February 21, 2019
1800+ commits, many new features, compatibility with Corda 3, and all done in the time it takes to gestate a baby sea lion (11 months for those not of a zoological persuasion).
Corda 3 has done sterling service since we delivered it last year, finding a home as the foundation part of many exciting projects, embraced by both enterprises and the open source community, and truly enabling the growth of DLT and blockchain toward more mature products.
Now we’re delivering Corda 4 with multiple features that enable you to accelerate your vision of delivering rock solid DLT applications, and go to production with what you need to enable long term stability and confidence.
We’ve done significant work on backwards compatibility testing in this release, including testing apps written by our users, so you should be able to upgrade with confidence. However, please do read the release notes to learn what you need to know.
Corda 4 introduces reference states. These allow smart contracts to read data from the ledger without simultaneously updating it. They’re useful not only for any kind of reference data such as rates, healthcare codes, geographical information etc, but for anywhere you might have used a SELECT JOIN statement. Reference states significantly simplify app design and improve Corda’s scalability, by avoiding contention on hot states that are being widely used.
Signature constraints enable smooth rolling upgrades over huge datasets, by allowing states to define what contract logic governs them with much greater flexibility than previous versions of Corda. States can express these restrictions socially, as in “any contract JAR signed by a threshold of these keys is suitable”, rather than just by hash or via zone whitelist rules, as in previous releases. This is a fundamental part of the Corda security and upgrade story, reducing attack vectors and giving greater control to app developers.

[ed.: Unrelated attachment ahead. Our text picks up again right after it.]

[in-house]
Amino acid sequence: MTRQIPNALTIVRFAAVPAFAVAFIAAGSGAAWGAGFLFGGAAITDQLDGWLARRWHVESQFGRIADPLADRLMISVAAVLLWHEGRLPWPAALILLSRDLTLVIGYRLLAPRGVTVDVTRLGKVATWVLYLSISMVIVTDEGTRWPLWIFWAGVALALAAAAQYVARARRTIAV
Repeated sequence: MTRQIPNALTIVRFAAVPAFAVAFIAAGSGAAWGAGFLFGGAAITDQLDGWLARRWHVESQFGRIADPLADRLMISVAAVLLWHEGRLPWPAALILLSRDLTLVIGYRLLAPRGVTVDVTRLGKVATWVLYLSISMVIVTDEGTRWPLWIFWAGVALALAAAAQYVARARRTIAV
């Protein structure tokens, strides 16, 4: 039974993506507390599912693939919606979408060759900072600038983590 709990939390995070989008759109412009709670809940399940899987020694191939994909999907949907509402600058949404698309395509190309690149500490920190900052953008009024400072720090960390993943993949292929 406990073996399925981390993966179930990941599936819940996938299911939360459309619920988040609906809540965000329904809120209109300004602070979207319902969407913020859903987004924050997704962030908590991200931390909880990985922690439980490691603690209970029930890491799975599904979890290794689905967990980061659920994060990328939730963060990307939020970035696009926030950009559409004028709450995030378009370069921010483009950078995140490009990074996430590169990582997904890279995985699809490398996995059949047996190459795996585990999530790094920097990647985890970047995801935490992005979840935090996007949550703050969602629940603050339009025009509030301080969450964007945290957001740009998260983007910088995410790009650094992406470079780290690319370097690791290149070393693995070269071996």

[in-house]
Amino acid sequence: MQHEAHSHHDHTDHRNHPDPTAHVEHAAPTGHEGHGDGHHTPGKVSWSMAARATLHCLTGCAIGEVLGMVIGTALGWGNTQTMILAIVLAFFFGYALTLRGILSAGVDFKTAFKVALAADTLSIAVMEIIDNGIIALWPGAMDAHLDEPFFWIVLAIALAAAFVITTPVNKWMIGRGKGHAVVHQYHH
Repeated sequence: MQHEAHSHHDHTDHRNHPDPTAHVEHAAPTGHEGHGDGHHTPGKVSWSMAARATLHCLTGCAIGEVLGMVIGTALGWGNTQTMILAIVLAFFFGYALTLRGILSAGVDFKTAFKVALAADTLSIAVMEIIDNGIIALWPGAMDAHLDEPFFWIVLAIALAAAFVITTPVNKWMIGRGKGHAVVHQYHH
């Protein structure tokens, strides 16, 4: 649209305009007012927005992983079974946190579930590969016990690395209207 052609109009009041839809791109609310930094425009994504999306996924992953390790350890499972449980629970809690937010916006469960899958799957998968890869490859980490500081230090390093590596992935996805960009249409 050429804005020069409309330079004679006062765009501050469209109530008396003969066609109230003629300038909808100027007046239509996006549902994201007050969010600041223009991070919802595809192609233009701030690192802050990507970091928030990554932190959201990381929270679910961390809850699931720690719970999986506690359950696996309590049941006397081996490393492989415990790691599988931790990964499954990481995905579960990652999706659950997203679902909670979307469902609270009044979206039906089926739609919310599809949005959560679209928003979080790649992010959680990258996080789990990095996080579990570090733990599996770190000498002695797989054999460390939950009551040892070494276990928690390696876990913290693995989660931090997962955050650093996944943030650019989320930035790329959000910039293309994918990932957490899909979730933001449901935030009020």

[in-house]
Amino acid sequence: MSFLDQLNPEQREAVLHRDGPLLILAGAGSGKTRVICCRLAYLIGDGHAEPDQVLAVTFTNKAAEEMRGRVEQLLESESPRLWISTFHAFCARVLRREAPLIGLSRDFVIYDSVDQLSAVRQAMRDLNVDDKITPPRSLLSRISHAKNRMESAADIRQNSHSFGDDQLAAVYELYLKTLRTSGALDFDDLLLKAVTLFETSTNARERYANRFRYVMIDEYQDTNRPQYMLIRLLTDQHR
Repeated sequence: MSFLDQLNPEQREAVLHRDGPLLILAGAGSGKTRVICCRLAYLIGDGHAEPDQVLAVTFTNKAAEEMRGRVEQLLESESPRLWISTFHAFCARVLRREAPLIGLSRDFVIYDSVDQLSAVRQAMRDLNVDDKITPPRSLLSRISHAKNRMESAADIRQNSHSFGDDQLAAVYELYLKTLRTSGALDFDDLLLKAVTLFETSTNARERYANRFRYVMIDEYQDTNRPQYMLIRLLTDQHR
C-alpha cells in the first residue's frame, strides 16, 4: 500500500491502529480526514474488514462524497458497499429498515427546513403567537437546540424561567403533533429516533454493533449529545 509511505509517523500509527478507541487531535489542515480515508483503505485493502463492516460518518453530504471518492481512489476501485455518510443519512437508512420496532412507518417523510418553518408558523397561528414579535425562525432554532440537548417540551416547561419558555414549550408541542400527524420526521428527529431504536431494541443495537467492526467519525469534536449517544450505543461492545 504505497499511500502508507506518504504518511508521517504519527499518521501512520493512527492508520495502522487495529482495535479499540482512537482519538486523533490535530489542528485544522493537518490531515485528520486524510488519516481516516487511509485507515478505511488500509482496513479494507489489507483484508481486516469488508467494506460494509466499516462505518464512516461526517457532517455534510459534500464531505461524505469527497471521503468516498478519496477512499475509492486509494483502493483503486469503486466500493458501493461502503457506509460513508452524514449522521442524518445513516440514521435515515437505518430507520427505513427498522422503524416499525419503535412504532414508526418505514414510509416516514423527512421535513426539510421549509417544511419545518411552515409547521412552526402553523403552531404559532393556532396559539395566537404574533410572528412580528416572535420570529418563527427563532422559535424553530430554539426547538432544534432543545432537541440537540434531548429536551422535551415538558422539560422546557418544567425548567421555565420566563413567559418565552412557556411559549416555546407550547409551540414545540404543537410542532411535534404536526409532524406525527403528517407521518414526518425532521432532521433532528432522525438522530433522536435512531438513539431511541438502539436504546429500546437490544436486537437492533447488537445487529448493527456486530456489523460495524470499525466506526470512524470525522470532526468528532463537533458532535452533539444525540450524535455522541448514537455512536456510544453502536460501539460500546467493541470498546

Corda 4 finishes off the wire stability story started with Corda 3 with the rollout of AMQP serialisation across the whole communication stack. We have now fully removed usage of Kryo from the RPC stack. The new class carpenter functionality will auto-generate and load classes that match the embedded message schemas received from the node, enabling dashboards, format converters and other generic tools to be created without the need to embed every CorDapp within your client app. Finally, we’ve added SSL support for the RPC connections, something a number of you have been asking for.
Network parameters in transactions. States on Corda are designed to be long lived and valid until consumed no matter how far in the future that is! We recognise however that, over time, whilst historic states remain in stasis the surrounding infrastructure will not. It is thus important we have some mechanism by which to interrogate a state for historic validity as the network existed at the time it was signed.
To meet this requirement transactions created by a Corda 4 (and beyond) node will have the currently valid signed network parameters file attached and signed over. This also means new signatures must be working against the current globally accepted parameters. The notary signing a transaction will check that it does indeed reference the current in-force network parameters. This will mean that new transactions that are valid only under old (and superseded) network parameters cannot be confirmed.
It is a fundamentally important aspect of Corda (and all blockchain based platforms) that all nodes processing a transaction agree on its validity. Corda transactions are defined using JVM bytecode, meaning the execution of that code must be fully deterministic for this to occur. Because this isn’t a requirement of existing JVMs, they do not provide this functionality, thus Corda 4.0 introduces a standalone Deterministic JVM. Whilst it isn’t yet integrated with the rest of the platform it will eventually become a part of the node and enforce deterministic and secure execution of smart contract code.